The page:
December is the Month To Go Duty Free

Popular culture shows that booze can shorten any distance, even if it is galactic.  
Great Gatsby

Growing up in the ’80s, it was inevitable that Amitabh Bachchan sometimes came to be my life’s protagonist. His Amar Akbar Anthony, in particular, was an afternoon favourite. The bonhomie that long-lost brothers discover is of course special, but, for me, it was Bachchan’s clumsy, irreverent Anthony who became a lodestar. In a scene that has now become iconic, Anthony talks to himself while staring into a mirror. He has been in a fight. He is, quite clearly, drunk. Hearing Bachchan chastise himself for having one too many, I’d laugh uncontrollably. Alcohol, I learnt quickly, can make you funny. There was something endearing about Bachchan’s silliness—he bandaged the mirror instead of his face—and for a while at least, he seemed to have forgotten his pain. Used to travelling on my own, I often remember Anthony when ordering a drink. A spoonful of whisky does help the loneliness go down.

The kindness of strangers, I have found, betters travel. The trouble with gratitude, however, is that it is a hard sentiment to convey. Buying my benefactors a drink or two has always helped ease my conscience. Tipsiness, on occasion, brings down their guard and affords a familiarity that can lay the foundation for a more lasting friendship. Steven Spielberg knew this. Much like travellers, aliens too are thirsty for a connection. When E.T. raids Elliot’s fridge, he instinctively reaches for the beer. Even though he is sat in school, Elliot psychically shares his friend’s high. The distance booze shortens can be galactic too.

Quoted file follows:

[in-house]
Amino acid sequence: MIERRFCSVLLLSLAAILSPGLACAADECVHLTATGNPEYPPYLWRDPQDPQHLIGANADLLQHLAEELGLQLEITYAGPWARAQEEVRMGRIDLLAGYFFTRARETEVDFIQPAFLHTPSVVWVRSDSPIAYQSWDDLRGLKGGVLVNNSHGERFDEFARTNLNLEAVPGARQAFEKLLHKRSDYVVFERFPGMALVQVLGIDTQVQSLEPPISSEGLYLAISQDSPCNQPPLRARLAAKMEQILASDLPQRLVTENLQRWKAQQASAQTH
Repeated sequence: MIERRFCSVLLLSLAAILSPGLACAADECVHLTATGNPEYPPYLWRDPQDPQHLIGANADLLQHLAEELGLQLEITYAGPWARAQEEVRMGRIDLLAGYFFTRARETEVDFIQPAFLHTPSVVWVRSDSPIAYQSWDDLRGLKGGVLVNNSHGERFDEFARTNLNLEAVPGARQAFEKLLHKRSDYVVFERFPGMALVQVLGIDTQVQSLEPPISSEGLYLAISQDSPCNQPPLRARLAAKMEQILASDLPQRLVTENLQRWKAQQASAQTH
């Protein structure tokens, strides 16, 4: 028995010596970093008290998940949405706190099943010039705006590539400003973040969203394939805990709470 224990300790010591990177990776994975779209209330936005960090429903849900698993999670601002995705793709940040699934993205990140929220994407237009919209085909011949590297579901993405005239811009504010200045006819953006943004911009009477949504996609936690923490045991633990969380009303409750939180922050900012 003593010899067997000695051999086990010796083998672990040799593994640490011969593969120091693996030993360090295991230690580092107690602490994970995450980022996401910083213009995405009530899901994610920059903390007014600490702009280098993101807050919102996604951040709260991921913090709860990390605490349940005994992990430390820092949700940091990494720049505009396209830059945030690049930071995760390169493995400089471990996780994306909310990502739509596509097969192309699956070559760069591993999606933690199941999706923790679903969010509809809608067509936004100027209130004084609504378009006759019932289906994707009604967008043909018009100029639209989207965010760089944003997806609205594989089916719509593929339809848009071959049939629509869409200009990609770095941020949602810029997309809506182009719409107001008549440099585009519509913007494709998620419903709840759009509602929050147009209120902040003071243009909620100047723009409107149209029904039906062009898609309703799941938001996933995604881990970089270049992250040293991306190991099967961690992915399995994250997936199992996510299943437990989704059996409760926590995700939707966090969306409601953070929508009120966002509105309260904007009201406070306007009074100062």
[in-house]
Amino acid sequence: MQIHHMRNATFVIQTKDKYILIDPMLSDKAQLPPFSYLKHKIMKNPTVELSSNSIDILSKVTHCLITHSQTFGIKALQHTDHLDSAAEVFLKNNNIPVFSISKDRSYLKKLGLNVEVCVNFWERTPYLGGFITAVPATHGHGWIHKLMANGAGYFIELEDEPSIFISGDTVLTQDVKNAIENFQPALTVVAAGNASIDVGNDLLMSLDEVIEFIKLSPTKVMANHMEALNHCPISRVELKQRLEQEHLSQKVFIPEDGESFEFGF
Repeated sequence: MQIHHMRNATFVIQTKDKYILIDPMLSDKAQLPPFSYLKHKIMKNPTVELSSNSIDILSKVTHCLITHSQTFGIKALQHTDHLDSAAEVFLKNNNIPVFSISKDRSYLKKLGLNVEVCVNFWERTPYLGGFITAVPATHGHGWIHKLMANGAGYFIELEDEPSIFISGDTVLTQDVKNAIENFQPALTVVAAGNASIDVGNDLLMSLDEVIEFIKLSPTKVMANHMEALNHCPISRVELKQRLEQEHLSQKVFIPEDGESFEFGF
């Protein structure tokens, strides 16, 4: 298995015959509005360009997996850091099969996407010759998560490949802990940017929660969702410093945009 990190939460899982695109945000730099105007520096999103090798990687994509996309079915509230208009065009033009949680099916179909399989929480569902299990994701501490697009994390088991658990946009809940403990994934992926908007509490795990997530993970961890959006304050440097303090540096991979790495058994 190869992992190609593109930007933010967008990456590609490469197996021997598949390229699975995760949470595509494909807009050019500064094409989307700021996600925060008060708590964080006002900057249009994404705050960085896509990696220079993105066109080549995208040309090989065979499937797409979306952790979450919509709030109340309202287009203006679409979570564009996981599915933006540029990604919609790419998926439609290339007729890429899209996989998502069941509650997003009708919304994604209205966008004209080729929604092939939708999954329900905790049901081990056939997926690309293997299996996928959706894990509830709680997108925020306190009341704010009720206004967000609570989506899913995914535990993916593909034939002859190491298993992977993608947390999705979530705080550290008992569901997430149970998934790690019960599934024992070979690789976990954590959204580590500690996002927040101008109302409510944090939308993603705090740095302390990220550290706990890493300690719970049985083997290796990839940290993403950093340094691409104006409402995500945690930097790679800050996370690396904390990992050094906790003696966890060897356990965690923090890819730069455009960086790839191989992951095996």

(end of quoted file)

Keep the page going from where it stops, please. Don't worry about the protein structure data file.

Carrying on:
As a team, we here at National Geographic Traveller India like to celebrate our achievements and anniversaries with a toast. We do not, it must be said, emulate the debauched advertising executives of Mad Men in any way. We only bring out the corkscrew when our day is done, and only when the occasion demands it. The end of the year, we believe, is one such prompt. Our parties may not be as raucous as Jay Gatsby’s, but we do like our bit of bubbly. Since we are diligent journalists who always go back to the source, we went to France to trace the roots of champagne. In Scotland, we were told secrets about the malt, and in Switzerland we saw how absinthe resurrected itself. The wine trails we went on stretched from Nashik and took us to France. Pisco, we felt, was surely worth visiting Peru for.

Of all the gin joints, in all the towns, in all the world, we discovered ten you must visit. Closer home, we compiled a list of dive bars that must be visited by those who love character and characters too. We also listed the spirit souvenirs you should bring back because this time, you see, we are having ours stirred.

Disclaimer: We were careful. We ensured we were able to sit up straight in our office chairs when filing.

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    Shreevatsa Nevatia never travels without his headphones, coloured pens and a book. He is particularly fond of cities, the Middle East, and the conversations he has along the way. He works as the Editor-in-Chief of National Geographic Traveller India.

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